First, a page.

I have been remiss about updating about the vegetable garden.
This Mayday holiday weekend (in Italy all the holidays fall on the actual day i.e. 1st May is the holiday not the nearest Monday. If the day is near a weekend Italians often take the day off in between so making a ‘ponte’ or bridge. This sounds good until you realise that if the holiday falls on a Saturday or Sunday then that’s it, no day’s holiday from work. Anyway this weekend we took the ‘ponte’ and have been working mainly in the vegetable garden planting out as much as possible. The days have been strange weather wise; still (very unusual) and dull, good for photographs, but today it started out sunny and hot, my husband taking his shirt off and me putting my sunhat on, then about mid-day it clouded up to become very grey, the wind got up and it is now showering quite hard. Hence I’m indoors and writing this.
I am growing even more varieties of tomatoes this year. I like making salads with different sizes and colours of tomato and I plan to make more sauce this year and soup. I found an excellent soup recipe at the end of last summer so will make and freeze some batches for the winter.
Tomatoes I am growing this year:
San Marzano: the classic tomato for making sauce originally from Naples.
Bello di Trevignano: This is a local tomato from Lake Braciano; it has been given IGP status so I’m hoping that because it is local it will grow well.
Tondo di Monte Carlo: After I bought these 6 plants I discovered that each plant can grow to hedge size dimensions, some sites quoting 6 foot by 6 foot. I will have to keep these under control!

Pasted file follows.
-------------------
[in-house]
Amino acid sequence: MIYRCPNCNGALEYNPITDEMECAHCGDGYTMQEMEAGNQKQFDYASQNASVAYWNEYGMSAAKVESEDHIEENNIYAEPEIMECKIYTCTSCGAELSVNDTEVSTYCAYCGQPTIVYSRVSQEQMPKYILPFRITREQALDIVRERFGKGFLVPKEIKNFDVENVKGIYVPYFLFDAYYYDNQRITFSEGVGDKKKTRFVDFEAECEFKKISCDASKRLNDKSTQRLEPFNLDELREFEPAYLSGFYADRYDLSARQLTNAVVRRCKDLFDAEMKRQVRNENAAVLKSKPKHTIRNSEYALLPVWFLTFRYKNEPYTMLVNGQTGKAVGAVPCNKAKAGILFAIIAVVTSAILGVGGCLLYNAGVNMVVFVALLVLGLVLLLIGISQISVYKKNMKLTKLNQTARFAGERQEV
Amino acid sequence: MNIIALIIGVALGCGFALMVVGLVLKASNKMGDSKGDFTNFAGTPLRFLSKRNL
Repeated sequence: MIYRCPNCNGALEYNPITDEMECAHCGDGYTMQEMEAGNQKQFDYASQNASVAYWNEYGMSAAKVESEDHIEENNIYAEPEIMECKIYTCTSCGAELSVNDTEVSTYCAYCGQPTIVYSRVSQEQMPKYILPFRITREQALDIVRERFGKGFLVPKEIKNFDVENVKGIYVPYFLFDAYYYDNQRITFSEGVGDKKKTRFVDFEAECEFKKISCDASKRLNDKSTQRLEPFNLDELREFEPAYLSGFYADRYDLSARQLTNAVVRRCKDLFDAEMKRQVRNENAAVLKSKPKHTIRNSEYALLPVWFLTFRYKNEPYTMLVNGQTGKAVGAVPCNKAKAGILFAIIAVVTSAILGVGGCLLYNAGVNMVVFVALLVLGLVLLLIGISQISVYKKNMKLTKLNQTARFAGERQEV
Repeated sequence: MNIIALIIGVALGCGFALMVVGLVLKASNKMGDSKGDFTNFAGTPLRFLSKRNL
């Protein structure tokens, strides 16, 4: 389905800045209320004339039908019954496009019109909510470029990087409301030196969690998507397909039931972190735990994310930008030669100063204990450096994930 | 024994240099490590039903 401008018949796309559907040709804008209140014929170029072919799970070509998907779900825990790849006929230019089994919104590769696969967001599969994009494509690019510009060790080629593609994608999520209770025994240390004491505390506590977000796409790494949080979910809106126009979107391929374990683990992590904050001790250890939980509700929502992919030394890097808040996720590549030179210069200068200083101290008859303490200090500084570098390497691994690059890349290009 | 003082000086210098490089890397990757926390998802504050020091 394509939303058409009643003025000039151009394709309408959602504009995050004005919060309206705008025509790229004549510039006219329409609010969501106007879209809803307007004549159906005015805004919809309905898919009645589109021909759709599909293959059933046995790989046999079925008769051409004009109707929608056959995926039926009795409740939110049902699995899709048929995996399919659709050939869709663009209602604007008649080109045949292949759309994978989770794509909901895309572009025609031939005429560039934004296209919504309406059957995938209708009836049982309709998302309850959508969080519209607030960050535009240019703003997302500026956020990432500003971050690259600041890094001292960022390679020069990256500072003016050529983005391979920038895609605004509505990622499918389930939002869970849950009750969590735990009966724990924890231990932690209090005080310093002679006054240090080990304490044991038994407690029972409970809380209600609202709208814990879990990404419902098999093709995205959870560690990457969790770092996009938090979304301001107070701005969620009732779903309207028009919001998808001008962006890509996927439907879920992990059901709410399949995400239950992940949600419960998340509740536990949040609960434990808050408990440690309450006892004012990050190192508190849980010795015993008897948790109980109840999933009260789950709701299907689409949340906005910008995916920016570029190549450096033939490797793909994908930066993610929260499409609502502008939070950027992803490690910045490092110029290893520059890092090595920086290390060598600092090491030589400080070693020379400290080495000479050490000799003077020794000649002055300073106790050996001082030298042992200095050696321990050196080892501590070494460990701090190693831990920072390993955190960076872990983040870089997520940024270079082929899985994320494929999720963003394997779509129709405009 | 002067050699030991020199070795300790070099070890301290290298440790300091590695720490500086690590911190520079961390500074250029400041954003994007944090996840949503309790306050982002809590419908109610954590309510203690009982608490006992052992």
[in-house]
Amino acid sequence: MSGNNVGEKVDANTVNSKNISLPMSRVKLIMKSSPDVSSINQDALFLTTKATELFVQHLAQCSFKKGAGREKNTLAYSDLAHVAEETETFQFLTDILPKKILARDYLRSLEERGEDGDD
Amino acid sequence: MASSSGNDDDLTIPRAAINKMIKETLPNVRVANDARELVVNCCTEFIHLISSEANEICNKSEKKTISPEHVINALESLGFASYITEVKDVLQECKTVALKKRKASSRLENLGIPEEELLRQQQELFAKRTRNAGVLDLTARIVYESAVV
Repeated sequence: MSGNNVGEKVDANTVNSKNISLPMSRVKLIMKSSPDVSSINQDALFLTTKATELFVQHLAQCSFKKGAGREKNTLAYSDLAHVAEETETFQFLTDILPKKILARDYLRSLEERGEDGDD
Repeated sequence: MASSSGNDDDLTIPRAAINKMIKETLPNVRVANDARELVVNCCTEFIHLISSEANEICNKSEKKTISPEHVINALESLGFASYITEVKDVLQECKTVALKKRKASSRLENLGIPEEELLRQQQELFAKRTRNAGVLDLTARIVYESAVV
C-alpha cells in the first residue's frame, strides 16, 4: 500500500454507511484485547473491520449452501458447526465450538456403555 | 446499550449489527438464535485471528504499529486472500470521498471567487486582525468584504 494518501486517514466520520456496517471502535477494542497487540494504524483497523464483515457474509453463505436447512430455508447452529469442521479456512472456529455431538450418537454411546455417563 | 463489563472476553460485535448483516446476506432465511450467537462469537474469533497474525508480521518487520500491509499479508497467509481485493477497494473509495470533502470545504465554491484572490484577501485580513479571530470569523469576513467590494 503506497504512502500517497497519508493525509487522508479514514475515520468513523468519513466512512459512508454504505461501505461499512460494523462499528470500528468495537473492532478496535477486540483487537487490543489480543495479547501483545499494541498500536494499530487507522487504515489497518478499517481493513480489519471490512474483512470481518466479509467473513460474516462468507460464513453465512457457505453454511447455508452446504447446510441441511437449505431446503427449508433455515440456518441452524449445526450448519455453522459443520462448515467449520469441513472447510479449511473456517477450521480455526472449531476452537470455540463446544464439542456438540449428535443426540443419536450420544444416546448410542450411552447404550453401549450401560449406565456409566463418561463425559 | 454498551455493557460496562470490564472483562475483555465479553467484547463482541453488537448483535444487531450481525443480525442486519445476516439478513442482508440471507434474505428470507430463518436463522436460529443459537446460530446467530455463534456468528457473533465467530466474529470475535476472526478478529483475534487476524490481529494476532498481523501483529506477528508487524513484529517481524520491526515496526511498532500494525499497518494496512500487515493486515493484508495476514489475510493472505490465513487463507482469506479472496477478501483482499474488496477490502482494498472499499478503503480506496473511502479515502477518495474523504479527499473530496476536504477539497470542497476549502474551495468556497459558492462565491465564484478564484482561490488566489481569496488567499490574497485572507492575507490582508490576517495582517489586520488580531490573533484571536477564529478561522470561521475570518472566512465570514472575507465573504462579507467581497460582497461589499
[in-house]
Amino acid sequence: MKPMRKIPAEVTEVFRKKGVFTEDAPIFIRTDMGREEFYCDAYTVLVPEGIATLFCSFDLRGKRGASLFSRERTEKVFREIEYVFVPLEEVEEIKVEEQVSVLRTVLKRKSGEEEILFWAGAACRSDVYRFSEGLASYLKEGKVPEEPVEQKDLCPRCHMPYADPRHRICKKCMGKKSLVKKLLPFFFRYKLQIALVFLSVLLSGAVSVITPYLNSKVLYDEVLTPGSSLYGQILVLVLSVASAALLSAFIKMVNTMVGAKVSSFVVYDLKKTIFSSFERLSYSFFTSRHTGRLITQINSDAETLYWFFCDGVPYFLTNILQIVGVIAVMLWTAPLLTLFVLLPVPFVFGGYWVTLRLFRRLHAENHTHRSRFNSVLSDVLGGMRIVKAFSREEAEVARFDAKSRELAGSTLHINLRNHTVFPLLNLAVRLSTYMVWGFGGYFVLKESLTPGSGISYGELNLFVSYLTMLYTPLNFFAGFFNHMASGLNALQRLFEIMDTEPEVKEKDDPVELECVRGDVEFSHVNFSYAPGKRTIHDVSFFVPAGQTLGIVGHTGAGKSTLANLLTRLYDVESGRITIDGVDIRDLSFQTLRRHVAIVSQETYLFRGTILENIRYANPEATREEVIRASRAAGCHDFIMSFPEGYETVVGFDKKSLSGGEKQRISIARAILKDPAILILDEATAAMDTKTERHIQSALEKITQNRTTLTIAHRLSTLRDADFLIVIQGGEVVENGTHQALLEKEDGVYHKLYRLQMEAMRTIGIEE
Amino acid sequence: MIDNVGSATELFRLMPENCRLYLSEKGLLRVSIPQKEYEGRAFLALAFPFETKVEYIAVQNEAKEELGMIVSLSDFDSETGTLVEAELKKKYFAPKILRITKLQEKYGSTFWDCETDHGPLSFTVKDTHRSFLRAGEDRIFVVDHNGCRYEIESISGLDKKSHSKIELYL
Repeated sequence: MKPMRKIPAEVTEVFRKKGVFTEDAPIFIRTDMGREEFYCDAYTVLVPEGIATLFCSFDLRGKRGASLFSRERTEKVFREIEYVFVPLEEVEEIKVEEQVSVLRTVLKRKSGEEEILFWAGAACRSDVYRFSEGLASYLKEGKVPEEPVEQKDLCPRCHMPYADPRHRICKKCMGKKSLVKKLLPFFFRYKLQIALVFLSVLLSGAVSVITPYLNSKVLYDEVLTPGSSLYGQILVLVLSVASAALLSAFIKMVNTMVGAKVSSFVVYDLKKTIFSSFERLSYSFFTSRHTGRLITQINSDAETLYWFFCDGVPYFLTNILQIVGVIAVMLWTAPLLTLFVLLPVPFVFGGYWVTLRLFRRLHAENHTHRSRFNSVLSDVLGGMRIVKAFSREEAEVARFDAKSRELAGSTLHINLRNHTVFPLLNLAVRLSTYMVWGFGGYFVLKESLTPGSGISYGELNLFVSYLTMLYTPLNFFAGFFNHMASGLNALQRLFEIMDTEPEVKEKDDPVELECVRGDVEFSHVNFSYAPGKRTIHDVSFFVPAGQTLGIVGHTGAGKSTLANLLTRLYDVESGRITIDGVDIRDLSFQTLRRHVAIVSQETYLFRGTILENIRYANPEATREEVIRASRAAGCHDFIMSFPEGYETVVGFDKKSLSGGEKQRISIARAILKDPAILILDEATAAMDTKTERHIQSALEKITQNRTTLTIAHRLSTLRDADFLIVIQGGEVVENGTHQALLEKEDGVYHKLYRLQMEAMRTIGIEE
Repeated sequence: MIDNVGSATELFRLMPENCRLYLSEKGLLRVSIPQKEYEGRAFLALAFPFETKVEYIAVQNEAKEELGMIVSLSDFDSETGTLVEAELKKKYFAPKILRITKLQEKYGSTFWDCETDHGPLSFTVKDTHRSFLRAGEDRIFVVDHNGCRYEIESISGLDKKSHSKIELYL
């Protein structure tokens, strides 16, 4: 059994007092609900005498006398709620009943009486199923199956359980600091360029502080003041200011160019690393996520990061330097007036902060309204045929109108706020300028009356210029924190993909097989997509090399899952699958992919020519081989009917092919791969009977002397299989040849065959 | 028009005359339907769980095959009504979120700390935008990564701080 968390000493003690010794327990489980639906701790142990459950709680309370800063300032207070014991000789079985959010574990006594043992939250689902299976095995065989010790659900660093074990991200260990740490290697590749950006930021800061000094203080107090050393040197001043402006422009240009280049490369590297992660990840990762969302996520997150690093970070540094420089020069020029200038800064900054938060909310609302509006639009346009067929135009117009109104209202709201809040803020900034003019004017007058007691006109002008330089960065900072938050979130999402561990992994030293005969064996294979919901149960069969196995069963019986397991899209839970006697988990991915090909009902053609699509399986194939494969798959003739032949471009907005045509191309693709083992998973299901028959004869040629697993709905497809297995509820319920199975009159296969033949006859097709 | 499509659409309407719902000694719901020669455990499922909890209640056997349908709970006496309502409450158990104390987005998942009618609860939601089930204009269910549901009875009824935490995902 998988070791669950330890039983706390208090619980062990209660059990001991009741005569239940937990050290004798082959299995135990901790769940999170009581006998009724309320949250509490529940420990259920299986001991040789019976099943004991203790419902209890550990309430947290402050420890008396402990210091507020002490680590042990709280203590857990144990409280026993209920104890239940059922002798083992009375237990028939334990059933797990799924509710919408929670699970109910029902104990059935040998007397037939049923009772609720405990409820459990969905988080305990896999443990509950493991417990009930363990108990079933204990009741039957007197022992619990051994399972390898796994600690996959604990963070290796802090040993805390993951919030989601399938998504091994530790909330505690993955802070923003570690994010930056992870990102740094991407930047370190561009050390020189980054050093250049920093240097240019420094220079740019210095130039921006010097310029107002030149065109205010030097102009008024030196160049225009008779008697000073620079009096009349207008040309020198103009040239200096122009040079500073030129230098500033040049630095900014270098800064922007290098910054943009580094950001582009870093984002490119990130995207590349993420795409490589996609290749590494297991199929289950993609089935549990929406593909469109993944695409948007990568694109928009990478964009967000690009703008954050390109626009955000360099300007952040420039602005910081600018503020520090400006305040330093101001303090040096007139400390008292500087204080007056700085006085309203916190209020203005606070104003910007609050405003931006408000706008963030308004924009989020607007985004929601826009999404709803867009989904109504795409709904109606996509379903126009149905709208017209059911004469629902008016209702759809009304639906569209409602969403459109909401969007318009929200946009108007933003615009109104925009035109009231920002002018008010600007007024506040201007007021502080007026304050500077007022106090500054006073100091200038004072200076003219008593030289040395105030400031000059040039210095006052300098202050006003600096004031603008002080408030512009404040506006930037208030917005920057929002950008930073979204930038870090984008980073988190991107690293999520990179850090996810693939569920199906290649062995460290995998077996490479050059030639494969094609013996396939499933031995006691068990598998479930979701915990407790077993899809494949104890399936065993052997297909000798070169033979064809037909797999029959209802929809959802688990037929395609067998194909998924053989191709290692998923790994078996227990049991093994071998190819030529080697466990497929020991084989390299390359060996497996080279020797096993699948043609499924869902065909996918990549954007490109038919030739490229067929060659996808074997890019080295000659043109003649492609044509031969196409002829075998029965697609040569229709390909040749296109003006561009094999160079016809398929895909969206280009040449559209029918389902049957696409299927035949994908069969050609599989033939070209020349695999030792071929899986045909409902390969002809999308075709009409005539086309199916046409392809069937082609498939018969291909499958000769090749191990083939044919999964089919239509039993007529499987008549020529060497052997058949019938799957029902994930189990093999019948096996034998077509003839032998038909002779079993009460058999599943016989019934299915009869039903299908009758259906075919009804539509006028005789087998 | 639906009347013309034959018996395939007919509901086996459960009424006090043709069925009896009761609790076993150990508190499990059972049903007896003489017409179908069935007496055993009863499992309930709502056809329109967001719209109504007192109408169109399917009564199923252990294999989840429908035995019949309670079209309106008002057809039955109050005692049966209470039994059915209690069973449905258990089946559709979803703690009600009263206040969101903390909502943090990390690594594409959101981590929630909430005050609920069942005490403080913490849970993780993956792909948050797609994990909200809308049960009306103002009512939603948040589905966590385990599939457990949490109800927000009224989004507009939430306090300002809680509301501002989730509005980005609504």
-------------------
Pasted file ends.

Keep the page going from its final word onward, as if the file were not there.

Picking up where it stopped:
Pacchino: small plum-shaped tomatoes that have a wonderful taste for salads, cooked into a simple fresh sauce for roasting with other summer vegetables
Small yellow pear-shaped: I grow these from saved seeds, they add great colour to salads or roasted vegetables. Germination is good so I give excess plants to friends.
Beefsteak: great for slicing or stuffing.
Daterino: These are small date sized and shaped as their name suggests. The sweetest, tastiest tomatoes for just popping in your mouth instead of a sweet! Looking at photos of this on-line, I think I may have grown them before thinking they were pacchino.
Giallo inveralli da appendare: No varietal name for these yellow fruiting tomatoes. It seems that the fruit can be conserved all winter by hanging the bunches of tomatoes in any place where the temperature won’t drop below zero and they will keep to eat fresh during the winter. They come from Puglia, I’ve never even heard of them before and there is also a red variety available! We will see if this works, I may try some in the greenhouse for late cropping too!
Strawberries are ripening, I pick and eat one nearly every time I walk by, by next week there should be a bowl each for 2!
I planted out the sweet corn, I sowed more this year as I bought a freezer last year and it will be nice to have cobs for the barbeque and maybe even take some from the cob to eat in winter; can you believe that sweet corn isn’t sold here! It’s considered animal feed! – Not surprising really as what is grown is not sweet but very starchy; I’m always worried mine will be fertilized by pollen from the fields.
This year I decided to grow climbing beans as I think the season of production is longer. I sowed some black beans that I bought the packs in the UK and they look very unhealthy, no idea why; and climbing green beans that germinated in 3 days and are romping away. Between the canes I sowed some dwarf French beans and Misticanza salad.
Elsewhere I planted out Aubergines and peppers. What I thought was parsley turns out to be celery! I’ve never grown that before so that’s going to be a new experience……and I’ll have to buy some parsley plants!
In March or early April I sowed Barlotti beans and chick peas. Both of these maybe a bit of a mistake as I could probably use the space for things I use more; how much do a few dried chick peas cost anyway? I grew Barlotti last year and used some fresh and dried the rest; I still have some dried ones left, I use them in soups mainly but they are nice with new season’s olive oil.